September 24, 2008
Response to Mortgage Banker's Association's Position re Modifying Mortgages in Bankruptcy
This has got Georgetown Prof. Adam Levitin's feathers a little ruffled. The Mortgage Bankers Assn claims that if home mortgages can be modified in a bankruptcy case, over the objection of the lender, interest rates will rise and there will be fewer loans. Here is his "very short explanation of why the MBA's claim is patently false and in fact disprovable." Thanks to his Credit Slips posting.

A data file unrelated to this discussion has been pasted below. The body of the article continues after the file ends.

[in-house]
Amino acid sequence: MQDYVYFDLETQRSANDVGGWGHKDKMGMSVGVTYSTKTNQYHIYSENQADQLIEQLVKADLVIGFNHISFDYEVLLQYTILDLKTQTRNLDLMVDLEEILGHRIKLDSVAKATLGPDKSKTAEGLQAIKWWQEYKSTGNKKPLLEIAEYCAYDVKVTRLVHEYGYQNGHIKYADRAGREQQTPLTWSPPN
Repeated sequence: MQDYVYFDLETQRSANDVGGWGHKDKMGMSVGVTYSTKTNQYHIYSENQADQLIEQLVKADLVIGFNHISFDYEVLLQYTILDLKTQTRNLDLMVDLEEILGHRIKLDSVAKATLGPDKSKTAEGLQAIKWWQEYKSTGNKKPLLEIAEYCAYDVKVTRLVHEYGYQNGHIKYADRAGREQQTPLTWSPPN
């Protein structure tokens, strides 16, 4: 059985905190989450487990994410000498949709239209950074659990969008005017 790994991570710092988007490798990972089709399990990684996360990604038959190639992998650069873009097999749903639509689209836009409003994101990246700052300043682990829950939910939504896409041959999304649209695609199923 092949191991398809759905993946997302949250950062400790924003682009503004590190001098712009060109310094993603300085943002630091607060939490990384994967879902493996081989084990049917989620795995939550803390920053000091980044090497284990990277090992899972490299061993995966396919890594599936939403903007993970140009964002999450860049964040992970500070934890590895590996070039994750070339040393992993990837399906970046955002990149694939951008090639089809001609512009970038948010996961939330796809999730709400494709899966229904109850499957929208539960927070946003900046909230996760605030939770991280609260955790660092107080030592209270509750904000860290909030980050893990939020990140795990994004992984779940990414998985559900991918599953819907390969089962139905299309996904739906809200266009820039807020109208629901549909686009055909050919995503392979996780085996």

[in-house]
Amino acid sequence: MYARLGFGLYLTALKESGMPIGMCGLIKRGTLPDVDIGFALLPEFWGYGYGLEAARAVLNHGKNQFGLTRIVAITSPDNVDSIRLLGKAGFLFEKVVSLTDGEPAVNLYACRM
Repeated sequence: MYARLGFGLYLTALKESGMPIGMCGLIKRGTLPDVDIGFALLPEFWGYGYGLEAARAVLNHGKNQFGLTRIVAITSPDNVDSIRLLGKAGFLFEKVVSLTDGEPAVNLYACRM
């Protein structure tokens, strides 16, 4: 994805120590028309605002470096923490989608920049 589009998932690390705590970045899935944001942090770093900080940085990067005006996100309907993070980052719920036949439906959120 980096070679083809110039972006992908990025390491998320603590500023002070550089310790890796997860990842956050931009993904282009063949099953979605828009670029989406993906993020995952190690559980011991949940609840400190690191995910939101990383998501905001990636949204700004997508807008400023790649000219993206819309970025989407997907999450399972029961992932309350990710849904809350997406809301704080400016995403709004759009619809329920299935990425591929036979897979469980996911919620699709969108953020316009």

What's this flap all about Alfie? A secured lender's claim can be modified in a chapter 13 or chapter 11. This means the loan can be reduced to the value of the property and the interest rate can be reduced to "a reasonable rate." Right now - today - chapter 11 and chapter 13 debtors can re-write the secured loan UNLESS the loan is secured by the debtor's home (or most newly acquired vehicles). If the debtor could propose a plan which would re-write the loan on his home, the lender would suddenly find reason to talk to the debtor and work this out. When the lender will not talk, the debtor simply walks away and the lender gets the home back in a foreclosure sale - at its then current value obviously - and re-sells it (for which it then re-lends the funds at the then current interest rate). What am I missing here?
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